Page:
Knocking on the door, we never knew who we would find on the other side. Personal evangelism was the class. Ed Sealy, the teacher. Fredericton, N.B was the place that each year became the target of a freshman class, zealous to wave yet another white hanky. For that was how we celebrated each and every person that we saw come to Jesus.
It was all part of the assignment, and we went at it happily, if nervously. I was the more outspoken one of our group and enjoyed it immensely when the visits resulted in debates over this or that doctrine. I could hold my own there.
But I was totally unprepared for what was behind one door on a Saturday afternoon in 1991.
Tentative knocking resulted in sounds of children. The door cracked, and the face of a dark-eyed girl, who we learned was but 13, looked at us with questions. Soon one or two other faces peeked out around the older girl.
"Are your parents at home?" asked this trio of Bible students.
"No, I'm actually just babysitting" she responded shyly.
Apparently we did not appear very frightening, and the girl continued to talk with us. We explained that we were there to tell them about Jesus. Had she heard of Him?
"No, but you can come in if you want."
The girl, Elizabeth, called the other children. "These girls are here to tell us about Jesus." Our audience immediately gathered around to hear what these strangers had to tell. Four children in all. Three had dark hair and eyes and olive complexions. Elizabeth was the older sister. Then one boy and one girl.
The fourth member of the group stood out from the others. His red hair and freckled nose immediately labeled him as a visitor in the mix. When asked he said, "Oh, I don't live here. I'm just visiting." His total lack of self awareness charmed us almost immediately. While the others were shy and quiet, this one spoke with abandon.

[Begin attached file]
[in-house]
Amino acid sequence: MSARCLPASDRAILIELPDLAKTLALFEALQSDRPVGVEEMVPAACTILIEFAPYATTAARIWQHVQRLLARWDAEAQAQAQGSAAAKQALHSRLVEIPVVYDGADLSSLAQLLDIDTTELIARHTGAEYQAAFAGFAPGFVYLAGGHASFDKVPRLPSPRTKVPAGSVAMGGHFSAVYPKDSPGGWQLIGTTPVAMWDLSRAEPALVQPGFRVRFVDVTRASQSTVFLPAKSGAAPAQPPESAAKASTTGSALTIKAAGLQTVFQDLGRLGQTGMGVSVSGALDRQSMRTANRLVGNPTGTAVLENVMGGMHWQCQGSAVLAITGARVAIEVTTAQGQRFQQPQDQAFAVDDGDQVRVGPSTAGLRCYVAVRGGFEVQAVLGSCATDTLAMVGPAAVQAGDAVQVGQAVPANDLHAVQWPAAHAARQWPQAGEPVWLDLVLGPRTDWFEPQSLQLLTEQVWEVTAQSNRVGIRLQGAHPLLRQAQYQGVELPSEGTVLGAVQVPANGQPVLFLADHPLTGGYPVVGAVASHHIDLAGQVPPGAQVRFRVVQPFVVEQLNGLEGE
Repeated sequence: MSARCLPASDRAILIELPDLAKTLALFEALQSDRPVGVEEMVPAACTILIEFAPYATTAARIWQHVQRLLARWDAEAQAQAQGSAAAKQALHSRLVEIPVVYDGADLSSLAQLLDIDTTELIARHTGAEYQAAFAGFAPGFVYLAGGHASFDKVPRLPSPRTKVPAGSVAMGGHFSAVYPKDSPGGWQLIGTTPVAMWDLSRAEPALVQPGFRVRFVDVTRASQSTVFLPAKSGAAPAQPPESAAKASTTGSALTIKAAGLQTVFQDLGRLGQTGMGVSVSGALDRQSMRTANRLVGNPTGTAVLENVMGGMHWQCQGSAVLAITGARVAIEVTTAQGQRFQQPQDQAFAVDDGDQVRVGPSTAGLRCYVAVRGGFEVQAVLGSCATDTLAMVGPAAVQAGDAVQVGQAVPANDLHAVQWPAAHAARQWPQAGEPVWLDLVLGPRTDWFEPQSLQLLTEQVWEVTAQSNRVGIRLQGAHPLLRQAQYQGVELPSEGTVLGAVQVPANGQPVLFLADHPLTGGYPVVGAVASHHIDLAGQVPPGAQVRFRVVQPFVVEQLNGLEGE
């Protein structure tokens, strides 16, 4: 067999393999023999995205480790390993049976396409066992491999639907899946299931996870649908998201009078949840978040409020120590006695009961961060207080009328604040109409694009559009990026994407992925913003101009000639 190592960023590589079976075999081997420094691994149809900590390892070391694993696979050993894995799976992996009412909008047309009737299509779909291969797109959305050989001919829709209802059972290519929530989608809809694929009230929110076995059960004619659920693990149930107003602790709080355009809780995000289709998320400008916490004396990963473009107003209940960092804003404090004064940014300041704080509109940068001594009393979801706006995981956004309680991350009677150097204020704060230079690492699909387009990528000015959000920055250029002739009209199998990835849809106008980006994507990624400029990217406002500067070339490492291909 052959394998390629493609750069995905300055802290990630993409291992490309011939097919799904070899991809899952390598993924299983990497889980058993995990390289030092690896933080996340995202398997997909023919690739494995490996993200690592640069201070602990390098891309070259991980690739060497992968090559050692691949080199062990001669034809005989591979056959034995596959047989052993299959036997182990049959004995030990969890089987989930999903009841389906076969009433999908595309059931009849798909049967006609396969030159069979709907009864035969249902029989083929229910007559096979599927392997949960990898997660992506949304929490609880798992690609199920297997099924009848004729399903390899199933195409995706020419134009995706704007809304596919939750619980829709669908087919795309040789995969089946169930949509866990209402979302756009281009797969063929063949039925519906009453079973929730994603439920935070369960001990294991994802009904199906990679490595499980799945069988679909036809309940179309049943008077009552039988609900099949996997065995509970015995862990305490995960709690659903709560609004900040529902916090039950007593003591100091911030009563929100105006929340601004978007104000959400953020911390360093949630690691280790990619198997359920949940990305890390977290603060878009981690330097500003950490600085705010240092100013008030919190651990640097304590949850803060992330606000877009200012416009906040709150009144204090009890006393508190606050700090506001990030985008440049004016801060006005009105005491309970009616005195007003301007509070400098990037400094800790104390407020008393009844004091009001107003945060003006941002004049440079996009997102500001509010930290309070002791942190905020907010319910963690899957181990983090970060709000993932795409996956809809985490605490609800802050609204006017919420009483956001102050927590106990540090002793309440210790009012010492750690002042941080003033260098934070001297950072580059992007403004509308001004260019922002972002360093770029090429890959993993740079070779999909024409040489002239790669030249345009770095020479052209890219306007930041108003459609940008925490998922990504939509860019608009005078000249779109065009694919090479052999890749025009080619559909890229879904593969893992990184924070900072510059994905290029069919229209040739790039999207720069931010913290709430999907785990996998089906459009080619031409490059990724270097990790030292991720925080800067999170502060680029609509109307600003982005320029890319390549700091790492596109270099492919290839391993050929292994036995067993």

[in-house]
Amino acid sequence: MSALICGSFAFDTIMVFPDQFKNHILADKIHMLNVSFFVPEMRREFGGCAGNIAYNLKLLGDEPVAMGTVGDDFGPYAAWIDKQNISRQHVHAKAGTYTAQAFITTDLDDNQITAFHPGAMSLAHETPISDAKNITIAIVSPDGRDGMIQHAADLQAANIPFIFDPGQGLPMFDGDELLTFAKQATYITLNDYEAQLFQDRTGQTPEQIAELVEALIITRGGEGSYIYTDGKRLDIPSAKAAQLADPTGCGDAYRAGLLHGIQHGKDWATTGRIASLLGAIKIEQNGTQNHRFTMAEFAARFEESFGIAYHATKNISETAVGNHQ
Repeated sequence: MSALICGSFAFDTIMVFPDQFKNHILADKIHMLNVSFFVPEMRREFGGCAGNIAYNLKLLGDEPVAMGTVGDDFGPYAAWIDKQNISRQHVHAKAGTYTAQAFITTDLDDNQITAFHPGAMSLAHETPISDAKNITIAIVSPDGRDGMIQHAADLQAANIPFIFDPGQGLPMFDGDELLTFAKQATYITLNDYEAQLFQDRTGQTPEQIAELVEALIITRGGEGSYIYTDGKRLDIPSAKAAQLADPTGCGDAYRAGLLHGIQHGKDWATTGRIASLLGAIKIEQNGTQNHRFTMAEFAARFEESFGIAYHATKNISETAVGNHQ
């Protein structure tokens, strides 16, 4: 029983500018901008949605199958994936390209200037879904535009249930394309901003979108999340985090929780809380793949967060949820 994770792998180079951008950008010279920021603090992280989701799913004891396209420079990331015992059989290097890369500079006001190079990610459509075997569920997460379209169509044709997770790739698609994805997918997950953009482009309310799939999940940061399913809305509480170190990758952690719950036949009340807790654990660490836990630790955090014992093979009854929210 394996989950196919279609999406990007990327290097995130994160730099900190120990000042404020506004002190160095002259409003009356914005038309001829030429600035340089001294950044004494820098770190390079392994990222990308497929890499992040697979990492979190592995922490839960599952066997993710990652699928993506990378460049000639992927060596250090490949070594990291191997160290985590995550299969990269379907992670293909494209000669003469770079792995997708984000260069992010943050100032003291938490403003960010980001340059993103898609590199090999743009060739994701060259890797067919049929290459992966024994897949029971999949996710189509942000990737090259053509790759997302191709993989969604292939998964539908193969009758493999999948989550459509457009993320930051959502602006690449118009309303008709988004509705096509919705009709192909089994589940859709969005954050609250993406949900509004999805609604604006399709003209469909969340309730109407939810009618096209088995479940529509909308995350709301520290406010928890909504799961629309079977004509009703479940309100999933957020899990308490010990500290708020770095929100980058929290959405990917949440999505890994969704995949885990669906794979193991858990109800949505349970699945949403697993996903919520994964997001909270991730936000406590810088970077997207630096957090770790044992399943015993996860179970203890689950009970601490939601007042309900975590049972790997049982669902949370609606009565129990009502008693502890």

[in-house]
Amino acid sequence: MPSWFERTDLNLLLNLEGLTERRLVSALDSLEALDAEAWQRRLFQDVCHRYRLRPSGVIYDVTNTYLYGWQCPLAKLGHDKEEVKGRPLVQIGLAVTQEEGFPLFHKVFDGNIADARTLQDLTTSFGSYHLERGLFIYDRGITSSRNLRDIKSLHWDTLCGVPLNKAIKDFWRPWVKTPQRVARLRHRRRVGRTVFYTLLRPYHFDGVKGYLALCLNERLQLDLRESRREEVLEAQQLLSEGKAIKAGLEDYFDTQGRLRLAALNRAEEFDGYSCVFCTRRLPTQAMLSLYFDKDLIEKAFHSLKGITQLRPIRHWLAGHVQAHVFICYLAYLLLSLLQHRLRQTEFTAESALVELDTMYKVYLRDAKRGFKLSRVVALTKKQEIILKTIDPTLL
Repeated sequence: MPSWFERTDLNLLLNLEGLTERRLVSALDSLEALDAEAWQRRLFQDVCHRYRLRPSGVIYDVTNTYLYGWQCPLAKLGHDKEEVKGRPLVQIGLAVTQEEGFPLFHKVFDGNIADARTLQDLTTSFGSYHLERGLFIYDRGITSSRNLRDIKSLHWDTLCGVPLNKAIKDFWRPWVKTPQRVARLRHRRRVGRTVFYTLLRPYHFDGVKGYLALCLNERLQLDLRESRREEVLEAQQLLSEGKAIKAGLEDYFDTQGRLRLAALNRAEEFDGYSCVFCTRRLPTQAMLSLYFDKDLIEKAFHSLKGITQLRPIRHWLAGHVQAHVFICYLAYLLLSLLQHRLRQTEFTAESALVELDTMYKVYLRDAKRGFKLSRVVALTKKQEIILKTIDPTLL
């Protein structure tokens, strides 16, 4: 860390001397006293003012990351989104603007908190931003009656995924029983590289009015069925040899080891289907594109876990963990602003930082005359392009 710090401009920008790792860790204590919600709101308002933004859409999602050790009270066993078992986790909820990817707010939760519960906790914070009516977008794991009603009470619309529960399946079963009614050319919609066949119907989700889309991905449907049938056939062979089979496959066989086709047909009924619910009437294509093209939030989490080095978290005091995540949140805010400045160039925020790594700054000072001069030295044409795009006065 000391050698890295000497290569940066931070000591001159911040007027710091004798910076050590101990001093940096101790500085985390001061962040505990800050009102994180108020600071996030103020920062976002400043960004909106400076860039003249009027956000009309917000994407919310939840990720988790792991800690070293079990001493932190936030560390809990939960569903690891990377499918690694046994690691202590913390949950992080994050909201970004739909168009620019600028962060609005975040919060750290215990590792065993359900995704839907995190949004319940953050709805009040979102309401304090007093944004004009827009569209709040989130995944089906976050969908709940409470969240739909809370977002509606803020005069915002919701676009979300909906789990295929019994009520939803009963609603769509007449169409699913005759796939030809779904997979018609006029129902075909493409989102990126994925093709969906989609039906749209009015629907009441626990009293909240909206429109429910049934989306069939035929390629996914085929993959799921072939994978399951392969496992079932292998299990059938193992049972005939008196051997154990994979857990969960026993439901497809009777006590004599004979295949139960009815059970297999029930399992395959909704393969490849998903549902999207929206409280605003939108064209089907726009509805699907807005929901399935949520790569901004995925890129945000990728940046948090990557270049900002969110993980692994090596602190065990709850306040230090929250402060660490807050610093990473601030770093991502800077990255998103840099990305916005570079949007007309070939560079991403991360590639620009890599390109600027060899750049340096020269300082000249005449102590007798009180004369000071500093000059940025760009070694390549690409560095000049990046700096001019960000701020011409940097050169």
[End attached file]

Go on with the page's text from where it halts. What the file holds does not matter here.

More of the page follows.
We sat in a group in that front room and talked of Jesus. Who He was. That He came as a baby and lived on the same earth on which we now live. We explained that He was different from us, because He was God. That He had come to earth because He loved us and wanted to help us out of our sin. And yes, that each one of us had sinned.
Each of those four children thought carefully and responded with sins they knew they had committed. They needed no prompting. They understood. And they sat, listening in wonder as they heard the story of the One Who loved them enough to give His all.
One by one, those four knelt down beside kitchen chairs and asked Jesus to forgive them for their sin and thanked Him for loving them that much. By that time, we three were in amazement at the readiness and pure faith of these children.
That was not the end though. If it had been, I probably would not be writing of it now. For after we prayed, these children began asking questions. Soaking in the truths of God's Word like sponges. I don't remember everything they asked. In fact, I only remember one question.
His name was Benji--that red-headed, freckled boy of seven. He looked at me with tears in his eyes and said, "What about those people who are in jail and can't hear what Jesus did? How will they know?"
I do not know why the Lord placed me in that home on that day nearly 20 years ago. Without doubt, there were many more that would have been better equipped to deal with the situation. But I have never forgotten Benji.
I do not know his last name, for he said he needed to go soon after asking me that question. I think I told him that it was the job of all of us who do know about Jesus to make sure that we tell everyone else...even those in jail.
I watched him run up the street. I prayed that he would come into contact with more Christians who could help him. I prayed that that boy would be a servant of God. At seemingly strange times, the Holy Spirit has brought to my mind a little boy with red hair, and I understood. "Pray for Benji."
Nine years later I held my newborn son in my arms. My husband and I had talked of this day. "His name is Benjamin" I said.
He turned ten years old yesterday--my Benjamin. Someday I hope to introduce him to another Benjamin...Benji. Because I believe that God had a special future for Benji. I pray for him still. And I pray for me....that I won't forget the question of a little boy who shouldn't have known about the spiritual needs of prisoners, but who changed my life forever with his simple question, "How will they know?"
"How then shall they call on Him in whom they have not believed? And how shall they believe in Him of whom they have not heard? And how shall they hear without a preacher?" (Rom. 10:14)
"Say not ye, 'There are yet four months, and then cometh harvest?' Behold, I say unto you, Lift up your eyes, and look on the fields; for they are white already to harvest." (Jn. 4:35)